In the border cities of China Suifenhe, Heihe and Manchuria, retail and small wholesale stores of Russian products were opened. Passing customs formalities for commercial consignments, the observance of which would have ruined the case, the trunks and boxes with products from Russia were dragged by the same shuttle traders.

The oil in the frenzy of Russian products in China was poured by a box of Russian ice cream, which President of Russia Vladimir Putin 4 September 2016, before the G20 summit, presented the chairman of the People's Republic of China Xi Jinping. This news became the top in the RIA Novosti and Xinhua tapes, eclipsing all other world events. In China, there immediately appeared an advertisement with the image of Putin eating ice cream.

As it is sung in one Odessa song, music did not last long. The theme of the expansion of Russian products to China has gradually come to naught.

Without looking at the statistics, I can say that the Russian food products supplied from Russia, from the total volume of food supplies in the domestic market of China, do not even make the same statistical error. Figuratively speaking, imagine the composition of the railway cars surrounding the globe, and consider in it a hundred or two wagons from Russia.

Why will Russian food in the foreseeable future not become widespread in China? Here I must make a reservation: it's about ready-to-eat foods. Soybeans and unprocessed seafood - commodity raw materials from Russia - China will buy in any volumes.



At first. Sweets, sausages, canned goods, the same ice cream, produced and consumed in Russia and in China - two big differences to taste. The Chinese are conservative in their food preferences, and buy European products only as exotic, out of curiosity, as a gift to friends, which means, in minimal quantities.

Secondly. To promote the domestic Chinese market of foreign food, a long-term marketing campaign is needed, including broad advertising, first-stage dumping prices and an extensive trading network. Such opportunities, for example, have Chinese branches of American food retail chain Walmart and French Carrefour. There is nothing even a bit like Russia in China.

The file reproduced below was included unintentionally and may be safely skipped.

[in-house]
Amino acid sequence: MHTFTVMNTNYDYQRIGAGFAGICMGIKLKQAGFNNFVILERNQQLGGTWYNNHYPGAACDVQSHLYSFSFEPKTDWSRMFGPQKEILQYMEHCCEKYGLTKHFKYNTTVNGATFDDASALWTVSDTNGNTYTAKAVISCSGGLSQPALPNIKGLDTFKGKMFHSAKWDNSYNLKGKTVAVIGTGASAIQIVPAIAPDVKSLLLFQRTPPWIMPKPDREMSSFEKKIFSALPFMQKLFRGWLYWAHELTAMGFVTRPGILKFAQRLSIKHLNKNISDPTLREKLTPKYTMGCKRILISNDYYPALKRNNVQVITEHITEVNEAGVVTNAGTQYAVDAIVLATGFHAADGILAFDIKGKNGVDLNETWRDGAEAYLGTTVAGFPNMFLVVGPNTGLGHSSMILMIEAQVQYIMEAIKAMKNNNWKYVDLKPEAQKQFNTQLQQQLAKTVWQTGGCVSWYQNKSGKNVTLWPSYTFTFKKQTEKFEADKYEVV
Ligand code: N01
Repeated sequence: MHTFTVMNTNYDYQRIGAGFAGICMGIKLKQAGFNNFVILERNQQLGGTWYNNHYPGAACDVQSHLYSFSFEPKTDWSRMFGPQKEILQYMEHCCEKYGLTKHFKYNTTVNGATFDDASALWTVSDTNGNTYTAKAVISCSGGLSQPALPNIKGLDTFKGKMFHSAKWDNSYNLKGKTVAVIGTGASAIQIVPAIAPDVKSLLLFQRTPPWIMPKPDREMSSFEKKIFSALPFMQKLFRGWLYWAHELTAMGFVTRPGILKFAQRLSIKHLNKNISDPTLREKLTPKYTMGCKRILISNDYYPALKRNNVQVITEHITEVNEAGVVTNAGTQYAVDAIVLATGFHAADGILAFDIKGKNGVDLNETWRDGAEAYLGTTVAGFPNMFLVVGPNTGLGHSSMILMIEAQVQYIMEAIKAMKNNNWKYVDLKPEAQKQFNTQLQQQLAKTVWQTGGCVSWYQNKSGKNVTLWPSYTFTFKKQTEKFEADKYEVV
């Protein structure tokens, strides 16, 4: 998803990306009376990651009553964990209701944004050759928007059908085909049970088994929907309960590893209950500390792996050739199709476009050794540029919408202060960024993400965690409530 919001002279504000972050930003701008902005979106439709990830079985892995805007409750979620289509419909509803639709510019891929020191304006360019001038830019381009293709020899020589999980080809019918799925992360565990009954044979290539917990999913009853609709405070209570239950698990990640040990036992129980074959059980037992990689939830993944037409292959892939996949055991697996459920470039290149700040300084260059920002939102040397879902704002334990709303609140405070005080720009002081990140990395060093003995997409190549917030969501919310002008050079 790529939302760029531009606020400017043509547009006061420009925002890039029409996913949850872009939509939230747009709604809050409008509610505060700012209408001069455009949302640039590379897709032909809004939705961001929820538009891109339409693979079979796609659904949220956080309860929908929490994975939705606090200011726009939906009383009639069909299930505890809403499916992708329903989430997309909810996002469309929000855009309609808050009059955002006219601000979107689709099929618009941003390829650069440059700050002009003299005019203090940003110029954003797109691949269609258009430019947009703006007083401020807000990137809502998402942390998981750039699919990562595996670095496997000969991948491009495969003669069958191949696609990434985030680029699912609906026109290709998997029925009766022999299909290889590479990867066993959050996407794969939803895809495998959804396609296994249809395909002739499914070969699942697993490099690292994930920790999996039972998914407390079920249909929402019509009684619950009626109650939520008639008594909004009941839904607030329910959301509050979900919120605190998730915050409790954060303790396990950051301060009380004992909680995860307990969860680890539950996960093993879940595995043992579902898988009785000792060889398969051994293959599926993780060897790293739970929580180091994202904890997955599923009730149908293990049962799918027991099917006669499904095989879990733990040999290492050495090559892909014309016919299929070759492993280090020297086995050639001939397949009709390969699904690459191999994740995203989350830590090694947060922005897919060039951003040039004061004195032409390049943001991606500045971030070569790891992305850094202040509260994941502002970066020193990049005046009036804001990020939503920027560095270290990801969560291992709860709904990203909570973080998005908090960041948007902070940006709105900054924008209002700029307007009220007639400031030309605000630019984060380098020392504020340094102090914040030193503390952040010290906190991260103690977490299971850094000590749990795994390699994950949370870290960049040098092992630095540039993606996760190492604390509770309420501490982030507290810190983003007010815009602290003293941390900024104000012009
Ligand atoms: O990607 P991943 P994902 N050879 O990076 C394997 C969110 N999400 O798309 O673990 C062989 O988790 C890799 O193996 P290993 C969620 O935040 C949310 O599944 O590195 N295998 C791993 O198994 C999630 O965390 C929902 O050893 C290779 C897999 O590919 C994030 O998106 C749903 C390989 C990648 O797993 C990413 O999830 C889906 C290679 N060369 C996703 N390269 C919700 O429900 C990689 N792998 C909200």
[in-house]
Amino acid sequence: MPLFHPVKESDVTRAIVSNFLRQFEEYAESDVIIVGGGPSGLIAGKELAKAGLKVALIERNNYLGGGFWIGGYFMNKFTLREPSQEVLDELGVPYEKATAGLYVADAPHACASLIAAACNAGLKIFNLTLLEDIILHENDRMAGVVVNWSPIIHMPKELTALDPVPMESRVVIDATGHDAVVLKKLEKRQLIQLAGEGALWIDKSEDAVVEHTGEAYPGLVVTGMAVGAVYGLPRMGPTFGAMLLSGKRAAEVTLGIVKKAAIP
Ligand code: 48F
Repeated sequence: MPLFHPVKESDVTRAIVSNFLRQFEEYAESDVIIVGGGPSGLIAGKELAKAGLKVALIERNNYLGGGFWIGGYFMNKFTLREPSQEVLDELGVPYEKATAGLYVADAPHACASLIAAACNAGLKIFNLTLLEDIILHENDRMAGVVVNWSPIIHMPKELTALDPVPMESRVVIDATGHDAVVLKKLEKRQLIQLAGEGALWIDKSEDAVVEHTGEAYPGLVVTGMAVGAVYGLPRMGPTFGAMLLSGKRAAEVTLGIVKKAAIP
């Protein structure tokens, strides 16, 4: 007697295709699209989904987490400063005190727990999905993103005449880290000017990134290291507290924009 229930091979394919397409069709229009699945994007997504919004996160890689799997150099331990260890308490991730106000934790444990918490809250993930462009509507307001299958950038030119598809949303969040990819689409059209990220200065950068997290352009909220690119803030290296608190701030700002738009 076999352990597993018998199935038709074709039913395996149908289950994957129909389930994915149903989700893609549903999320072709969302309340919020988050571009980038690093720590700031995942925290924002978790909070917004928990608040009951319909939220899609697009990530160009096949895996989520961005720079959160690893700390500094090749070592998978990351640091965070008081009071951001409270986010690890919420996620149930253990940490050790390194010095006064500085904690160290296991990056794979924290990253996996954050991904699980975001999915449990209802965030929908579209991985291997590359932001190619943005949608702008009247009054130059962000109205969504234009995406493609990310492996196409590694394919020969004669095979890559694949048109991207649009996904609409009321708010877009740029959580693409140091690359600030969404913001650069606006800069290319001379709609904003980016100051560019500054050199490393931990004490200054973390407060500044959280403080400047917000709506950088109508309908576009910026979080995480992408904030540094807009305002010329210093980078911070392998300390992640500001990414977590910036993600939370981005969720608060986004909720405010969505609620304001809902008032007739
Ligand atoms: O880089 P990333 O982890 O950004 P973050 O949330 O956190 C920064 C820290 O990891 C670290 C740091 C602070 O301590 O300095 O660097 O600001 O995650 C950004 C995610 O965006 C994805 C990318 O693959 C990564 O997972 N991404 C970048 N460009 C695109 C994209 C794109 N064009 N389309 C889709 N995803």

Thirdly. Foreign food products are not imported to China, but are produced locally under a license. At the same time, a foreign brand must be so popular that the Chinese do not have the temptation to develop their own analogue of a product with a Chinese name, but they can. And in terms of copyright protection, China is not an ideal country yet. For example, there are numerous Chinese counterfeits of one of the most popular brands of Russian chocolate, and fakes of one of the confectionary factories in Primorye appeared.

And to import from another country, especially in summer, a perishable product like ice cream is generally nonsense. Will there appear in the near future purely Chinese ice cream "Santa Claus" or "Snowman"? Quite possibly.

Nevertheless, there are Russian products in China. In addition to shops in border towns, Altai flour and pasta, sunflower and soybean oil, chocolates and cookies, fruit and vegetable juices and beer, instant coffee and tea bags (this is what I don’t understand in the homeland of tea!) Can be bought in Harbin and Beijing. And several dozen shops on the Taobao Internet platform completely cover the demand of the rest of China.